A new breakthrough in microscopy: Innovative technology developed at the Technion enables real-time measurement of evanescent waves - light waves bound to surfaces.

Students at the lab

Evanescent waves cannot be detected by standard microscopy methods as their energy remains bound to the surface and cannot reach out towards the microscope detector. This is a basic physical principle that limits the resolution of a microscope to about half the wavelength of a light.

Near-field scanning optical microscopy was developed to detect these waves and has subsequently become a significant tool in the study of materials, light-material interactions and biological samples. Near-field microscopy methods have evolved over the years and today they also incorporate advanced methods based on free electron fired on the surface.

Yet, near-field microscopy, as well as electron microscopy that provides similar information, suffer some drawbacks, the most notable of which is the limitation on real-time image display, a necessary ability to characterize nanoscale phenomena in real time.

In  an article published  in Nature Photonics, the faculty researchers present a new research approach to near-field microscopy that allows, among other things, to tackle this challenge with the help of the phenomenon of nonlinear wave-mixing – a prolific field of research that originated following the laser invention in the 60th. By launching a wide beam of light into the surface, Technion researchers were able to fully reconstruct the electromagnetic field of those evanescent waves and even demonstrated the application of this technology in monitoring changes in this field.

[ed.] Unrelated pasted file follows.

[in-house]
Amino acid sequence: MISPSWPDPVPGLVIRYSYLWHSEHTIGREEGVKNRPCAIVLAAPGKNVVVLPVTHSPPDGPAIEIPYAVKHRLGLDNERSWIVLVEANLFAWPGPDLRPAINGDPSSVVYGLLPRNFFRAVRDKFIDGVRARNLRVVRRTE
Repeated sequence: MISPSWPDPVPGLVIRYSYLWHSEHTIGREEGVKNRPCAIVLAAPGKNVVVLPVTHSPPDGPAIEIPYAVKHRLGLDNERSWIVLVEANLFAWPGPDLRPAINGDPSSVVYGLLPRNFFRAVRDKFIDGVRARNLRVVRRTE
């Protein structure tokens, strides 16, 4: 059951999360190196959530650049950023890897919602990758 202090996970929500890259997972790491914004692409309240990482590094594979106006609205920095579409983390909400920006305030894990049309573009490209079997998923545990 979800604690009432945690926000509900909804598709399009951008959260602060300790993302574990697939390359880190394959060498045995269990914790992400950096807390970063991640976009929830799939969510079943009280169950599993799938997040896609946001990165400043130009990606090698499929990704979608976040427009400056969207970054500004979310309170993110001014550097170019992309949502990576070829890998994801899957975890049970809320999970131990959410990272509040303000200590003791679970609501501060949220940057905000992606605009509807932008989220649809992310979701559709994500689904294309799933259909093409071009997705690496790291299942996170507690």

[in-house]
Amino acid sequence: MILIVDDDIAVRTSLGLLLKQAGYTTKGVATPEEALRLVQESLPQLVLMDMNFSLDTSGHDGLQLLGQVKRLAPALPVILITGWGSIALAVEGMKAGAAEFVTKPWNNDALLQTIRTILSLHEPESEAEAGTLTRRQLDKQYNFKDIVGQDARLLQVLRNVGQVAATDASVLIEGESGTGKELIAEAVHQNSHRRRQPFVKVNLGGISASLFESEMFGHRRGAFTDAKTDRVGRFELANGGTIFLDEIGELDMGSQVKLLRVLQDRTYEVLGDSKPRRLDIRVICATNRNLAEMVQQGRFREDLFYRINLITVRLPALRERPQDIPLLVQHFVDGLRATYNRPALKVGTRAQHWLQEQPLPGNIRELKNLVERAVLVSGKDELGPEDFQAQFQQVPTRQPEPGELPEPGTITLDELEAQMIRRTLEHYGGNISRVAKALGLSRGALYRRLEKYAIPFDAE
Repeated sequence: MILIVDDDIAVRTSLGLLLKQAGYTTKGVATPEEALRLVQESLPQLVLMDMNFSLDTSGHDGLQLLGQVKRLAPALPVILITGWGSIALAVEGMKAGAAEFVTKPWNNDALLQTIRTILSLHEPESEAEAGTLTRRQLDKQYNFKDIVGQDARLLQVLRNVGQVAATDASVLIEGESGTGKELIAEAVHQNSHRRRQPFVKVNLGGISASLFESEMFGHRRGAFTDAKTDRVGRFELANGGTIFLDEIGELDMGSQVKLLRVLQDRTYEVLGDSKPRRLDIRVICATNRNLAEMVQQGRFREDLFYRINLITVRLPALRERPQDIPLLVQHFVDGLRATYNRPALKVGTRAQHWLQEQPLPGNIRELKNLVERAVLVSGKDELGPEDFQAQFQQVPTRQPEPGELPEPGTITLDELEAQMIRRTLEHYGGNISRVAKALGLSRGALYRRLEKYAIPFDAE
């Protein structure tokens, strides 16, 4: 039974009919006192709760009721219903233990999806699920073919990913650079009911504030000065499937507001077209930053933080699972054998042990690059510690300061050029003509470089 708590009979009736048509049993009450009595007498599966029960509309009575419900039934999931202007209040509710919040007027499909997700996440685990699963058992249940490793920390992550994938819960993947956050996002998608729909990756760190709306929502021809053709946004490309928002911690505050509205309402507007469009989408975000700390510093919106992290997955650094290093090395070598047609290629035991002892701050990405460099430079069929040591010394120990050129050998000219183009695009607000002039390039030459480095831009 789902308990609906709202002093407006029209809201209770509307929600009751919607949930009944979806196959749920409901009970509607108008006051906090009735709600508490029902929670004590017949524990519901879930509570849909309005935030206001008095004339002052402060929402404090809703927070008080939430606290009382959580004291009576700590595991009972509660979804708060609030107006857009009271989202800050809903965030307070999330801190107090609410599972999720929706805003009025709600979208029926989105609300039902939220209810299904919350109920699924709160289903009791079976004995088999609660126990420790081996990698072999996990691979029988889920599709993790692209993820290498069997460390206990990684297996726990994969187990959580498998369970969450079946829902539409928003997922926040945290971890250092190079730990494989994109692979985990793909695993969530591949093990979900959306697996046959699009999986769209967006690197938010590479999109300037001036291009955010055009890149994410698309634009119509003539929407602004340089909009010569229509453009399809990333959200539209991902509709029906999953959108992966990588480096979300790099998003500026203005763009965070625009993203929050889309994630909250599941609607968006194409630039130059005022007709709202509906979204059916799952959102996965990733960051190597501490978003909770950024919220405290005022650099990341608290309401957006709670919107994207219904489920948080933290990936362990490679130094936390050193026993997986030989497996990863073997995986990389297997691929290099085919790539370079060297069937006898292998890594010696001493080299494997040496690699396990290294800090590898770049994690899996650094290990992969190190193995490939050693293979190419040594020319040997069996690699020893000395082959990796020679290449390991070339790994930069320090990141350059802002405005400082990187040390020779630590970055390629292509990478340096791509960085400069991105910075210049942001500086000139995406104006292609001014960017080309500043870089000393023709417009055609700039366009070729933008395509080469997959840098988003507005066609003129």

Nonlinear optical processes occur in high light intensities, where interactions between electromagnetic waves produce new waves with a different frequency. Such interactions can take place at any interface between two materials, making it an ideal platform for nanophotonics – which often deals with light at interfaces. Below some spatial limit, Information remains bound to the surface and cannot be seen by any camera. The new technique “releases” this information into radiation that can be detected by standard equipment.

The new scheme, named Nonlinear Near-field Optical Microscopy (NNOM), does not require anything other than a powerful commercial laser source and standard optical components and detectors. This, the researchers say, makes it not only affordable – but also approachable.

Read moreNature Photonics>>>